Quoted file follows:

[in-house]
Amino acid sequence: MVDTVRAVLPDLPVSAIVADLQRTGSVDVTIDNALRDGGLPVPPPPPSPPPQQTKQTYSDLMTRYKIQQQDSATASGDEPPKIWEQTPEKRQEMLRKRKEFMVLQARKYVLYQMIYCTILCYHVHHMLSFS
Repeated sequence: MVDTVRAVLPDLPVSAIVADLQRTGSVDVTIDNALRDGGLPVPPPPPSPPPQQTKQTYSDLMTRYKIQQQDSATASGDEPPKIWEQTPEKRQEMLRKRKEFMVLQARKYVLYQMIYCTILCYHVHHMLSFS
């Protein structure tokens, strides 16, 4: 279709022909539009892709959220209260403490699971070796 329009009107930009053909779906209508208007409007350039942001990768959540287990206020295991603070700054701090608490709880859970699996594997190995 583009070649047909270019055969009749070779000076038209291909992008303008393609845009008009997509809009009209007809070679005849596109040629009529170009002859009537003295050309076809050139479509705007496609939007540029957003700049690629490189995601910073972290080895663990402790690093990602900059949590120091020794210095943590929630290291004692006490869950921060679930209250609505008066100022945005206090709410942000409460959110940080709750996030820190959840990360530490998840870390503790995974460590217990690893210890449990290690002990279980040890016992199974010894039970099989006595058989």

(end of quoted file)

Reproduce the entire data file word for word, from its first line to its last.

[in-house]
Amino acid sequence: MVDTVRAVLPDLPVSAIVADLQRTGSVDVTIDNALRDGGLPVPPPPPSPPPQQTKQTYSDLMTRYKIQQQDSATASGDEPPKIWEQTPEKRQEMLRKRKEFMVLQARKYVLYQMIYCTILCYHVHHMLSFS
Repeated sequence: MVDTVRAVLPDLPVSAIVADLQRTGSVDVTIDNALRDGGLPVPPPPPSPPPQQTKQTYSDLMTRYKIQQQDSATASGDEPPKIWEQTPEKRQEMLRKRKEFMVLQARKYVLYQMIYCTILCYHVHHMLSFS
């Protein structure tokens, strides 16, 4: 279709022909539009892709959220209260403490699971070796 329009009107930009053909779906209508208007409007350039942001990768959540287990206020295991603070700054701090608490709880859970699996594997190995 583009070649047909270019055969009749070779000076038209291909992008303008393609845009008009997509809009009209007809070679005849596109040629009529170009002859009537003295050309076809050139479509705007496609939007540029957003700049690629490189995601910073972290080895663990402790690093990602900059949590120091020794210095943590929630290291004692006490869950921060679930209250609505008066100022945005206090709410942000409460959110940080709750996030820190959840990360530490998840870390503790995974460590217990690893210890449990290690002990279980040890016992199974010894039970099989006595058989």